# Combining data sets without using row.name

I start with a data.frame (or a data_frame) containing my dependent Y variable for analysis, my independent X variables, and some "Z" variables -- extra columns that I don't need for my modeling exercise.

What I would like to do is:

1. Create an analysis data set without the Z variables;
2. Break this data set into random training and test sets;
3. Find my best model;
4. Predict on both the training and test sets using this model;
5. Recombine the training and test sets by rows; and finally
6. Recombine these data with the Z variables, by column.

It's the last step, of course, that presents the problem -- how do I make sure that the rows in the recombined training and test sets match the rows in the original data set? We might try to use the row.names variable from the original set, but I agree with Hadley that this is an error-prone kludge (my words, not his) -- why have a special column that's treated differently from all other data columns?

One alternative is to create an ID column that uniquely identifies each row, and then keep this column around when dividing into the train and test sets (but excluding it from all modeling formulas, of course). This seems clumsy as well, and would make all my formulas harder to read.

This must be a solved problem -- could people tell me how they deal with this? Especially using the plyr/dplyr/tidyr package framework?

## 1 Answer

You need neither to use the row names or to create an additonal ID column. Here is an approach based on the indices of the training set.

An example data set:

set.seed(1)
dat <- data.frame(Y = rnorm(10),
X1 = rnorm(10),
X2 = rnorm(10),
Z1 = rnorm(10),
Z2 = rnorm(10))


Now, your steps:

1. Create an analysis data set without the Z variables

dat2 <- dat[grep("Z", names(dat), invert = TRUE)]
dat2
#             Y          X1          X2
# 1  -0.6264538  1.51178117  0.91897737
# 2   0.1836433  0.38984324  0.78213630
# 3  -0.8356286 -0.62124058  0.07456498
# 4   1.5952808 -2.21469989 -1.98935170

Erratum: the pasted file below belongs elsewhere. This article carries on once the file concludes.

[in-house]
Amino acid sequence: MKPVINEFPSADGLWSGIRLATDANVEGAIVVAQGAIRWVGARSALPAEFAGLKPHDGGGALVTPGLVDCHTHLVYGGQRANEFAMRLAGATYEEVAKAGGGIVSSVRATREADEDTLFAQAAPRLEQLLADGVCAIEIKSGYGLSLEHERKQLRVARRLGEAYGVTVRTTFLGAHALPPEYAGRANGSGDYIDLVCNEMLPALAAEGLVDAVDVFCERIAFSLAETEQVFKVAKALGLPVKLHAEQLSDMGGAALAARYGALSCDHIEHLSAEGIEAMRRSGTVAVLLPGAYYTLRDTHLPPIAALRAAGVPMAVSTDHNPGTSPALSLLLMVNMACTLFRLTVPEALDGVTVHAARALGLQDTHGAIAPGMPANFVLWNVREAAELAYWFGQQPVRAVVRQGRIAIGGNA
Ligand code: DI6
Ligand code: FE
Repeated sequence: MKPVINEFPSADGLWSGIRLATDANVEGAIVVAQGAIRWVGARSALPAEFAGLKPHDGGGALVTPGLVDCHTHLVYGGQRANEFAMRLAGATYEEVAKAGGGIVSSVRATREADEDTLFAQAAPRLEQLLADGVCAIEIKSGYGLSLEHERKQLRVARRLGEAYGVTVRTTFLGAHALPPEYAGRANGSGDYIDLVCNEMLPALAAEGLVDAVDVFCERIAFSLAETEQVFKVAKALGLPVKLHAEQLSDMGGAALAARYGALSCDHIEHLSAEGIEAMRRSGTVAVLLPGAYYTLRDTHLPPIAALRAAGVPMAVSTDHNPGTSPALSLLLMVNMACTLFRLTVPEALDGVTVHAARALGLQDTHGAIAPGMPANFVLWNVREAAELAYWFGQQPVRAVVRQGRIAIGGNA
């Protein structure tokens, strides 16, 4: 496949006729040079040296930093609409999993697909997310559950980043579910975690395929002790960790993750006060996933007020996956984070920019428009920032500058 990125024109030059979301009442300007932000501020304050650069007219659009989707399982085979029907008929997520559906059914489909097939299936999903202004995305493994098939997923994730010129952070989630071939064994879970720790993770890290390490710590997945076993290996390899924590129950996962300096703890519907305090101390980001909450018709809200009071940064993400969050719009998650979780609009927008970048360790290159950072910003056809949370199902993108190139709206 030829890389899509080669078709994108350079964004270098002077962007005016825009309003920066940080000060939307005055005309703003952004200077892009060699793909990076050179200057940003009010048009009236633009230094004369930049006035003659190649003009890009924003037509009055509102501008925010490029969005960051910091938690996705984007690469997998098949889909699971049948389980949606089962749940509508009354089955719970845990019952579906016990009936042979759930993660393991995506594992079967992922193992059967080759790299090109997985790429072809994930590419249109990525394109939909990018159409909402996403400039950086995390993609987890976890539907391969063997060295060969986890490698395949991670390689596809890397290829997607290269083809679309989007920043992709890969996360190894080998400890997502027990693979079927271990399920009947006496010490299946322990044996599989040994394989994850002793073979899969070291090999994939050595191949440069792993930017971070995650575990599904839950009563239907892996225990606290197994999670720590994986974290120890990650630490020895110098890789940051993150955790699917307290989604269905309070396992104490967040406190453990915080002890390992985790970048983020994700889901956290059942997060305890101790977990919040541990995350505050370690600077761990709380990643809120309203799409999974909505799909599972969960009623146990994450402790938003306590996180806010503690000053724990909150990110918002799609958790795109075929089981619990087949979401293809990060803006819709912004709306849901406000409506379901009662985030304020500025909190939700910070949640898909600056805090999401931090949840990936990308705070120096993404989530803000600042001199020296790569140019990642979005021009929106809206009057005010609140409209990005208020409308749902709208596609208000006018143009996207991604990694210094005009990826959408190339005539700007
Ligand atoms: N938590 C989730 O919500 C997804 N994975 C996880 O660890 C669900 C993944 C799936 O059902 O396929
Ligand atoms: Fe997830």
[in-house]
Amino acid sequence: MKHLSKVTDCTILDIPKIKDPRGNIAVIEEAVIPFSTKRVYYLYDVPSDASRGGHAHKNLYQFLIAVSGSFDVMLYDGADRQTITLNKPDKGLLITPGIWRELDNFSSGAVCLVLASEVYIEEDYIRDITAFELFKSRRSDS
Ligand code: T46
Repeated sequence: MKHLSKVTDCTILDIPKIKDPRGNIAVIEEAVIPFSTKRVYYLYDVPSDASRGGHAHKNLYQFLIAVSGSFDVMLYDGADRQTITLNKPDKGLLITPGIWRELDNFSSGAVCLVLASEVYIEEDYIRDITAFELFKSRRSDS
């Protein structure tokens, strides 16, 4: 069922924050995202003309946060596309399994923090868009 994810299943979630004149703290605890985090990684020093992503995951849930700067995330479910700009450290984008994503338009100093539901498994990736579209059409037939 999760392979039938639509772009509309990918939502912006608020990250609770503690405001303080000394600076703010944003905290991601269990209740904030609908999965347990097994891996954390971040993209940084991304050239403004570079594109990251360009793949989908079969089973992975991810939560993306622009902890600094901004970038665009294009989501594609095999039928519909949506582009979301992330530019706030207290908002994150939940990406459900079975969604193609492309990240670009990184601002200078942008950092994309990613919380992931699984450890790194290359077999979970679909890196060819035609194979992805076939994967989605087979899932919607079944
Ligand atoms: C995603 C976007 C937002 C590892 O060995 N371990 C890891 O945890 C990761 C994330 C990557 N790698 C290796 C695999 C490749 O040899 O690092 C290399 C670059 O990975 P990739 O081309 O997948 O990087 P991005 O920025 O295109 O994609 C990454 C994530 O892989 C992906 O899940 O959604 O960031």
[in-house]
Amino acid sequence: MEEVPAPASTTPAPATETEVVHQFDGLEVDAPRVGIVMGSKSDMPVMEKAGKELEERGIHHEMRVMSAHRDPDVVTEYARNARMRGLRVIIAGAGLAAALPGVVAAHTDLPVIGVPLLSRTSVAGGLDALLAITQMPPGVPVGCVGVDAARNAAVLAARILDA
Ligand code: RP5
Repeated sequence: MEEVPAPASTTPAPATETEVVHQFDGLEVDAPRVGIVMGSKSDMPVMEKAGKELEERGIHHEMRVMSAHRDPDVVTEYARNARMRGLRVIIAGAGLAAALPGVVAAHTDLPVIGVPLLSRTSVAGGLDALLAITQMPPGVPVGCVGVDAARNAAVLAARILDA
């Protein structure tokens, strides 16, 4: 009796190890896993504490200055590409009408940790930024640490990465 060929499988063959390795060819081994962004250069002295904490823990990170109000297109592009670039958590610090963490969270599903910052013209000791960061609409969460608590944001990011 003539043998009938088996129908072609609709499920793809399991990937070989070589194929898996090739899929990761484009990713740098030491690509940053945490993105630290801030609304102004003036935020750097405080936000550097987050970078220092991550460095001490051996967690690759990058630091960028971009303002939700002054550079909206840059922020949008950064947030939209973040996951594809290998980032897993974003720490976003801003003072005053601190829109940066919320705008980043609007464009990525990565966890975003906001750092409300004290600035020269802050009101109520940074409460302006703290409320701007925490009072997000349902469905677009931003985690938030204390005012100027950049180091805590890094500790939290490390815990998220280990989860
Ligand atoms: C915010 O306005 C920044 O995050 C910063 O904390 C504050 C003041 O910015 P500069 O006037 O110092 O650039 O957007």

# 5   0.3295078  1.12493092  0.61982575
# 6  -0.8204684 -0.04493361 -0.05612874
# 7   0.4874291 -0.01619026 -0.15579551
# 8   0.7383247  0.94383621 -1.47075238
# 9   0.5757814  0.82122120 -0.47815006
# 10 -0.3053884  0.59390132  0.41794156

2. Break this data set into random training and test sets

train_idx <- sample(nrow(dat2), 0.8 * nrow(dat2))
train_idx
#   7  4  3 10  9  2  1  5

train <- dat2[train_idx, ]
train
#             Y          X1          X2
# 7   0.4874291 -0.01619026 -0.15579551
# 4   1.5952808 -2.21469989 -1.98935170
# 3  -0.8356286 -0.62124058  0.07456498
# 10 -0.3053884  0.59390132  0.41794156
# 9   0.5757814  0.82122120 -0.47815006
# 2   0.1836433  0.38984324  0.78213630
# 1  -0.6264538  1.51178117  0.91897737
# 5   0.3295078  1.12493092  0.61982575

test_idx <- setdiff(seq(nrow(dat2)), train_idx)
test_idx
#  6 8

test <- dat2[test_idx, ]
test
#            Y          X1          X2
# 6 -0.8204684 -0.04493361 -0.05612874
# 8  0.7383247  0.94383621 -1.47075238

3. Find my best model

...

4. Predict on both the training and test sets using this model

...

5. Recombine the training and test sets by rows

idx <- order(c(train_idx, test_idx))
dat3 <- rbind(train, test)[idx, ]
identical(dat3, dat2)
#  TRUE

6. Recombine these data with the Z variables, by column

dat4 <- cbind(dat3, dat[grep("Z", names(dat))])
identical(dat, dat4)
#  TRUE


In summary, we can use the indices of the training and test data to combine the data in the rows in the original order.

• Sven, thanks -- this is brilliant. The key is the order() command, which I had under-appreciated until now. Is this how everyone does it? – David Pepper Mar 1 '15 at 7:32
• @DavidEpstein I cannot tell you how others manage their data. This is how I would do it. – Sven Hohenstein Mar 1 '15 at 7:48